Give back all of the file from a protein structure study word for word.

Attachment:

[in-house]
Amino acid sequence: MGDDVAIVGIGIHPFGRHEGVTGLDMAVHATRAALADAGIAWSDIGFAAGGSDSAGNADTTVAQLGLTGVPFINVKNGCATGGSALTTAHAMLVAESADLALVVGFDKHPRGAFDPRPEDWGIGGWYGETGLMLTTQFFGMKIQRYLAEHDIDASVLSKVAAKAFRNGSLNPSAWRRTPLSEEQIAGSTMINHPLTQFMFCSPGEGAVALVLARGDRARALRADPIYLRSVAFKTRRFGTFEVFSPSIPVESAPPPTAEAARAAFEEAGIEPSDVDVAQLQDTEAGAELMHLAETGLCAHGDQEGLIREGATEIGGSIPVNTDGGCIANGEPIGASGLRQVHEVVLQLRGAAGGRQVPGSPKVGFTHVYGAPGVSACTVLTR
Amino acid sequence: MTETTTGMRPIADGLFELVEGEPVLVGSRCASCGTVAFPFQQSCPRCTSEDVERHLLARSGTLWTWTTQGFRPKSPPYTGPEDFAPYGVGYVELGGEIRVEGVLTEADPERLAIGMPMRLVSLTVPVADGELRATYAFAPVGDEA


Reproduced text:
[in-house]
Amino acid sequence: MGDDVAIVGIGIHPFGRHEGVTGLDMAVHATRAALADAGIAWSDIGFAAGGSDSAGNADTTVAQLGLTGVPFINVKNGCATGGSALTTAHAMLVAESADLALVVGFDKHPRGAFDPRPEDWGIGGWYGETGLMLTTQFFGMKIQRYLAEHDIDASVLSKVAAKAFRNGSLNPSAWRRTPLSEEQIAGSTMINHPLTQFMFCSPGEGAVALVLARGDRARALRADPIYLRSVAFKTRRFGTFEVFSPSIPVESAPPPTAEAARAAFEEAGIEPSDVDVAQLQDTEAGAELMHLAETGLCAHGDQEGLIREGATEIGGSIPVNTDGGCIANGEPIGASGLRQVHEVVLQLRGAAGGRQVPGSPKVGFTHVYGAPGVSACTVLTR
Amino acid sequence: MTETTTGMRPIADGLFELVEGEPVLVGSRCASCGTVAFPFQQSCPRCTSEDVERHLLARSGTLWTWTTQGFRPKSPPYTGPEDFAPYGVGYVELGGEIRVEGVLTEADPERLAIGMPMRLVSLTVPVADGELRATYAFAPVGDEA